The Girl Scouts of Colorado Blog reports that on Monday, April 8th, 11 of this year’s 38 Colorado Girl Scout Gold Award recipients from throughout state visited the State Capitol in Denver. The girls had a chance to sit on the floor of the House of Representatives as well as take a tour of the capitol grounds, among other activities. Many of the recipients family members joined them for the visit.
New York's Nanuet Patch reports that The Faith Temple Church Food Pantry in Spring Valley re-opened its doors on March 10 thanks to the hard work of two Nanuet Girl Scouts and volunteers. Erin Devoy and Helene Carey took on the task of helping the food bank return to serving the community as their Girl Scout Gold Award Project. In November 2011, their Girl Scout Troop #40504 went to deliver Thanksgiving items to numerous food banks and discovered the Faith Temple Church had shuttered its food bank earlier that week due to dilapidated conditions. Devoy and Carey realized what an impact the closure would have on the local community and decided to look into what it would take to get it operational again.
Indiana's WLFI News 18 reports that Indianapolis 500 Festival Princesses were out in the community this week to educate kids about the big race. The princesses helped Girl Scout Troops 1436, 1502 and 2748 in West Lafayette make black and white bracelets, color race car pictures, and also learn about the meanings behind the racing flags.
New Jersey's Warren Reporter reports that nearly 50 Girl Scouts from Warren County recently participated in a murder mystery overnight at the Holiday Inn Express in Easton, Pa. The murder mystery, which took place in Zombietown, was played out in two meeting rooms simultaneously so that each girl could take an active part in the mystery. The girls, aged 13-17 were from Franklin Township, Washington Borough and Washington Township.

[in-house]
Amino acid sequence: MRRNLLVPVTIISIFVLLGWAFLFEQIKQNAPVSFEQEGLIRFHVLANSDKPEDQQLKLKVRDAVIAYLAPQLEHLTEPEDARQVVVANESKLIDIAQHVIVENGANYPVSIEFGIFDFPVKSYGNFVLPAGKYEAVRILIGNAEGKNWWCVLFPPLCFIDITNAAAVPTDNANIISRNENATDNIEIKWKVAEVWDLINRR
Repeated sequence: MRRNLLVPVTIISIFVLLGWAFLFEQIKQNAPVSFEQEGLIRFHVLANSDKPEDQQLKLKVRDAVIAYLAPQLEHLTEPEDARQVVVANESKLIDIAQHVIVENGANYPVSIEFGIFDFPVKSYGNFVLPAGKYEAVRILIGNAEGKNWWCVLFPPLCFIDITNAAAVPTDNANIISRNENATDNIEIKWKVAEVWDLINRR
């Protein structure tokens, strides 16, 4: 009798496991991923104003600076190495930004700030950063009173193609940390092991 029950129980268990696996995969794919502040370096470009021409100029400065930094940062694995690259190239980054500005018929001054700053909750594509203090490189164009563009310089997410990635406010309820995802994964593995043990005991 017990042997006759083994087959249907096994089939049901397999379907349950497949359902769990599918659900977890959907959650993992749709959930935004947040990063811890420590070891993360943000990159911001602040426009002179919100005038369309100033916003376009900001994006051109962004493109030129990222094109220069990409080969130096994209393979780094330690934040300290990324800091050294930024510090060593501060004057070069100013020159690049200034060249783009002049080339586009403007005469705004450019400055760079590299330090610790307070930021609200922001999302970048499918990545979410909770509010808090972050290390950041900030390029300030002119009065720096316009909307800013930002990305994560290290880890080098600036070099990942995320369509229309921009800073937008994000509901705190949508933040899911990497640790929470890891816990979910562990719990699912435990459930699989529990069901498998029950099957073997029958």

Recently, we've noticed that young people are increasingly joining together to have a greater say in national policy debates. A few organizations have sprouted up in recent years started by young social entrepreneurs. One that comes to mind is Students for Education Reform, founded by two college students and focused on social justice and urban education. Another is Student Voice, which is all about giving high school and college students a platform to express their thoughts on the issues they care most about. There are others and whether this constitutes a movement or not is hard to say. What is clear is that some millennials aren't waiting to have a voice on the great issues of the day.
So it won’t come as a surprise that Student Voice is holding its first-ever national summit on Saturday and it will be live streamed worldwide. In fact, we at Girl Scouts will be taking part in Student Voice LIVE!, as the daylong conference sponsored by Dell Inc. is called. Eileen Doyle, vice president of program at Girl Scouts of the USA, will be one of the participants in a panel discussion titled From Home to School to Community: Fostering the Student Voice. The session will take place from 10:30 a.m. to 12 p.m. and you can view it online (as well as the rest of the conference) by logging on at http://new.livestream.com/Dell/stuvoicelive. And the Twitter handles are #StuVoice #DoMoreEDU
You don’t have to wait until Saturday, however, to get the conversation going. Do you think that students and young people are all-too-often left out of national conversations about issues that affect them, such as education? Would including their thoughts and perspectives lead to better policies and programs?
Coalición Internacional denuncia incumplimiento de la legislación ambiental en la autorización de cuatro mega proyectos turísticos en el Golfo de California
IN THE NEWS: (VIDEO) CEO Richard Walden on FoxNews.com LIVE’s “On the Hunt” — ‘How bad is the humanitarian crisis in North Korea?’
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This interview was recorded on Tuesday, April 9th, 2013.